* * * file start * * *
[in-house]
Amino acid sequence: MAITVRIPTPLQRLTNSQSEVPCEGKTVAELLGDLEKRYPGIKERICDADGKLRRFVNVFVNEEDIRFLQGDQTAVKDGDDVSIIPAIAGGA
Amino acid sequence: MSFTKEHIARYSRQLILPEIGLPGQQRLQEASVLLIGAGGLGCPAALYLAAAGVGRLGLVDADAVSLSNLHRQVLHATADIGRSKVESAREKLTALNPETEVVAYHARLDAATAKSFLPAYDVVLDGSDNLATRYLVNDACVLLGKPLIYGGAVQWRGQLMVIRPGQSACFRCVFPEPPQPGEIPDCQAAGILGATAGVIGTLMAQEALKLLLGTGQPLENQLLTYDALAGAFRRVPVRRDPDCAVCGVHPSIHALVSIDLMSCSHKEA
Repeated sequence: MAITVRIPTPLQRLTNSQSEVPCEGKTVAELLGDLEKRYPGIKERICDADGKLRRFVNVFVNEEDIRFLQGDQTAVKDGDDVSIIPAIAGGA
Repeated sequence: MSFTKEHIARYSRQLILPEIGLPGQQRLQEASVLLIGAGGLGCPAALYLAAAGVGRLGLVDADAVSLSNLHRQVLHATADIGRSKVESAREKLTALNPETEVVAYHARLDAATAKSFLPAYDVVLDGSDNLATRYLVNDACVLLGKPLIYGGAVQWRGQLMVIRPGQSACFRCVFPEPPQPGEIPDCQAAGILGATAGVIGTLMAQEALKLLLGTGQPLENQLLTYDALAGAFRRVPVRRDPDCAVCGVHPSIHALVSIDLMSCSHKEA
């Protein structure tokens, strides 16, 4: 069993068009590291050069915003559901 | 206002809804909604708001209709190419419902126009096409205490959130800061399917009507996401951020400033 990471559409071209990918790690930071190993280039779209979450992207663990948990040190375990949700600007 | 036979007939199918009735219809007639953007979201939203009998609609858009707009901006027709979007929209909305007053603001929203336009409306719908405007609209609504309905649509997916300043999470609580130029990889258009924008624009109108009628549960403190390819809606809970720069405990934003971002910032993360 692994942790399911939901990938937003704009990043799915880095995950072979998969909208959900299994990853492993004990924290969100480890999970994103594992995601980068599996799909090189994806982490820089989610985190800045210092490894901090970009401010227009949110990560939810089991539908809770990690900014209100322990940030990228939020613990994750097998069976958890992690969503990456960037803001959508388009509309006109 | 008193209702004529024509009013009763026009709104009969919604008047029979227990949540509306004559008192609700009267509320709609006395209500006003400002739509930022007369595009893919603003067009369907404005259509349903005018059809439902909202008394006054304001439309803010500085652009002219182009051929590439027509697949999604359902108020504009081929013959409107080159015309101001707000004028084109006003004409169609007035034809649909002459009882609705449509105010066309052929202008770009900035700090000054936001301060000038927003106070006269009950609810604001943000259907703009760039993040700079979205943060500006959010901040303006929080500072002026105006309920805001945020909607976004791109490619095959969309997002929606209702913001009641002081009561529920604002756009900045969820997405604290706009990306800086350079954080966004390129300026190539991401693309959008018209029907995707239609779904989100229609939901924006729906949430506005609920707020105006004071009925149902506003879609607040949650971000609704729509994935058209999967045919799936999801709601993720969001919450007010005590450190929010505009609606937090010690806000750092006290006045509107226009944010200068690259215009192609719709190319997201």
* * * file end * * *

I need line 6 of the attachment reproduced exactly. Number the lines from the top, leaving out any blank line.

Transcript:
């Protein structure tokens, strides 16, 4: 069993068009590291050069915003559901 | 206002809804909604708001209709190419419902126009096409205490959130800061399917009507996401951020400033 990471559409071209990918790690930071190993280039779209979450992207663990948990040190375990949700600007 | 036979007939199918009735219809007639953007979201939203009998609609858009707009901006027709979007929209909305007053603001929203336009409306719908405007609209609504309905649509997916300043999470609580130029990889258009924008624009109108009628549960403190390819809606809970720069405990934003971002910032993360 692994942790399911939901990938937003704009990043799915880095995950072979998969909208959900299994990853492993004990924290969100480890999970994103594992995601980068599996799909090189994806982490820089989610985190800045210092490894901090970009401010227009949110990560939810089991539908809770990690900014209100322990940030990228939020613990994750097998069976958890992690969503990456960037803001959508388009509309006109 | 008193209702004529024509009013009763026009709104009969919604008047029979227990949540509306004559008192609700009267509320709609006395209500006003400002739509930022007369595009893919603003067009369907404005259509349903005018059809439902909202008394006054304001439309803010500085652009002219182009051929590439027509697949999604359902108020504009081929013959409107080159015309101001707000004028084109006003004409169609007035034809649909002459009882609705449509105010066309052929202008770009900035700090000054936001301060000038927003106070006269009950609810604001943000259907703009760039993040700079979205943060500006959010901040303006929080500072002026105006309920805001945020909607976004791109490619095959969309997002929606209702913001009641002081009561529920604002756009900045969820997405604290706009990306800086350079954080966004390129300026190539991401693309959008018209029907995707239609779904989100229609939901924006729906949430506005609920707020105006004071009925149902506003879609607040949650971000609704729509994935058209999967045919799936999801709601993720969001919450007010005590450190929010505009609606937090010690806000750092006290006045509107226009944010200068690259215009192609719709190319997201």